My favorite book I’ve ever written is Letters to My Daughters. I still love it because it’s a truly beautiful book with art and calligraphy throughout the interior. I also love it because it’s a summary of all the lessons I’ve learned in the married years of my life; therefore it’s the essence of who I am.
The book is based on questions about marriage I gathered from my four daughters, my two “grafted in” daughters who married my sons, and many of their friends, and it’s dedicated to all of them by name, which I also love. It was a very satisfying book to work on, both in the content and in the creative graphics.
This book is now available in paperback, and this week’s post is an excerpt. I hope and pray this letter will help your marriage, and if you want more be sure to get the book! It makes a great gift for anyone engaged to be married. Over 60,000 copies of the hardback sold, so I’m immensely grateful to Andy McGuire at Bethany Publishing for giving it more life in the new paperback version.
Dear Mom: Okay, I get that we’re supposed to embrace our differences in marriage, and why. Obviously I want that, more than anyone. But what do you do when things you once thought were cute aren’t so cute anymore? What do I do when he is now just irritating me? I need to try something!
One of your dad’s favorite quotes is, “Love is blind, but marriage is an eye-opener.” Reality sets in when those unique qualities that initially attracted you now feel irritating and difficult. It’s all about perspective.
Some of the differences I encountered were the ways we handled money, the ways we spent our free time, the ways we each expressed our emotions, and the ways we each felt about sex. We both soon learned they required more than just a one-time dialogue. A lifelong conversation was more like it. And they’re still going on today …
It’s not only that we are different. How we express those differences create clashes. It’s the clothes on the floor, the loudly shut doors, the toilet seat left up, the disaster left in my car, the forgetting to call when he’s late.
Like misreading one teaspoon of salt on a recipe as one tablespoon of salt, how we interpret his words or actions makes or ruins the recipe. When I interpret his clothes left on the floor as a message that says “You are my servant,” I believe the worst. But that thought never crossed my husband’s mind. It was just a bad habit.
I’ve learned that successfully blending the ingredients of our lives takes years and years of practice. Not weeks or months.
It means when the clothes or towels are left on the floor again, I choose to believe my husband did not intentionally neglect to pick them up just to create more work for me. Believing the best means I don’t misread his actions as a personal affront toward me. I also don’t become arrogant and assume that just because I don’t leave the floor trashed (in my humble opinion), I am superior to him. We’re just different.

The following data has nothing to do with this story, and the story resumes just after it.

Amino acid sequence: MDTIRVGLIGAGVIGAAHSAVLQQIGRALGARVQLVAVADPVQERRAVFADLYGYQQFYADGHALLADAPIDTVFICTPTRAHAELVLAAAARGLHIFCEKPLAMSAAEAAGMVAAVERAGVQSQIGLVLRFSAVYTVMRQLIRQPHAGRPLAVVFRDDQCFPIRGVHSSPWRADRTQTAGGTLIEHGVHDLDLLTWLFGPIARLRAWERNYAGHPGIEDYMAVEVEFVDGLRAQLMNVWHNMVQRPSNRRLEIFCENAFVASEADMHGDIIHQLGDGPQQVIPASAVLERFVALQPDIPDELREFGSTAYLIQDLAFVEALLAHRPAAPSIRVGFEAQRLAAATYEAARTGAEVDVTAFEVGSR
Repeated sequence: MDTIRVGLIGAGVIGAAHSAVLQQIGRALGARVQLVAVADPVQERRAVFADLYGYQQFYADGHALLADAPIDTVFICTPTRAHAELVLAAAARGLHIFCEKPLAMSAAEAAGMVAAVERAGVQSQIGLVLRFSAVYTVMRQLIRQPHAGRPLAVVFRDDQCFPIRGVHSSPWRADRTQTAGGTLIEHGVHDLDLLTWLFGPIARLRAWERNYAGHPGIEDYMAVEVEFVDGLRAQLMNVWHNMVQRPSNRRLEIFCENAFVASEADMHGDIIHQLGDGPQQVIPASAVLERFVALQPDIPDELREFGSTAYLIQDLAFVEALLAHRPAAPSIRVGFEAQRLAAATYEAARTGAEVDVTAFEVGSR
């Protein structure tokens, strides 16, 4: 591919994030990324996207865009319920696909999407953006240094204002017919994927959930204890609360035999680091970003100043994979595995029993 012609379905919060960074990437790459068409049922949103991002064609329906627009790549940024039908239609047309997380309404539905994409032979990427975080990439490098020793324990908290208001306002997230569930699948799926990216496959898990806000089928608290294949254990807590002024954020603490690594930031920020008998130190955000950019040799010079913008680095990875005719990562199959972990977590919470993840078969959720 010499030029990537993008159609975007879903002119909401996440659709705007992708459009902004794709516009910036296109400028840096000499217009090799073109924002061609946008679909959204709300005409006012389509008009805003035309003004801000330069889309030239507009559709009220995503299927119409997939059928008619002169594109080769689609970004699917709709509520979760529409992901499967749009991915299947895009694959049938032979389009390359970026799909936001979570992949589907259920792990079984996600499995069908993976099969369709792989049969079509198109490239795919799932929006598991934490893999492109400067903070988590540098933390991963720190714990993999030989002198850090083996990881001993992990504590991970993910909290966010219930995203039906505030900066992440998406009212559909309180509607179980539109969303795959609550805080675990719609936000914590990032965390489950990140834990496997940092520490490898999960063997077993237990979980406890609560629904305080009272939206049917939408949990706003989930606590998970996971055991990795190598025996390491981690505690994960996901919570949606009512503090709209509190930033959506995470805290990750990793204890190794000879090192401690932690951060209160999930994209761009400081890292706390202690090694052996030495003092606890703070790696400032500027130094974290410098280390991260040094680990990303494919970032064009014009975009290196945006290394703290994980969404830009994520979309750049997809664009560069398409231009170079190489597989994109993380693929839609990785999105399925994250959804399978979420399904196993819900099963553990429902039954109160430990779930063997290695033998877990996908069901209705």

Since he and I are cooking in the same kitchen in life, we need to find ways to cooperate, to believe the best about each other, to invite conversation while we work at this pot of stew called marriage. The temptation—when a recipe calls for another seemingly impossible mixing of differences—is to give up in resignation or to quit the marriage entirely.
One of my favorite verses says, “Nothing is impossible with God.” It’s helped me in countless moments of failure to not quit, to pull on the chef’s coat and remember respect and honor. You and your husband are a team, chef and sous-chef. Believe the best, keep talking about your differences, and don’t quit on that recipe! Deliciousness awaits, in time.
Over the years I’ve acquired a stack of go-to recipes that always win: brisket, cheese grits, rice pudding, my grandmother’s pound cake recipe, and many more. A no-fail marital recipe that we’ve used for years is the “bookend principle.” It’s a recipe for sweetening those hard-to-swallow conversations.
Just as bookends are used to prop up books that contain truth, so your dad and I reminded each other of our love, loyalty, and complete acceptance at both ends of difficult discussions: “I love you, and I’m committed to you. I will work this through with you so we can build a better marriage.” The security of those bookends, affirming that we believe in the best for our marriage, has always made the difficult truth much easier to hear.
My husband and yours need to frequently hear words of commitment and acceptance. And you do, too. Remind each other of your love. Tell him that you’d choose to marry him again. Tell him you are grateful for him. Thank him for making you laugh, for caring about your well-being, for trying hard, for going to work each day, for taking out the trash, for being spontaneous, for not quitting or giving up on you or your marriage.
Find those positives and tell him what you like about him. Conversations about differences and areas of conflict are easier to process when supported by bookends of abundant love and encouragement.
- Use the bookend recipe often.
- Believing the best is a choice. Make it often.
- And keep the conversations going. Never give up. Never stop talking.
- Differences will be with you for life. Focus on the big things like appreciating the soul of your husband, his heart, his desires to grow instead of focusing on the little things that irritate.
Praying you will remember that nothing is too hard for God,
This post was adapted with permission from my book, Letters to My Daughters: The Art of Being a Wife, ©2016, Bethany House Publishers. If you enjoyed reading this, you’ll find many more letters in the book about different issues that come up in marriage.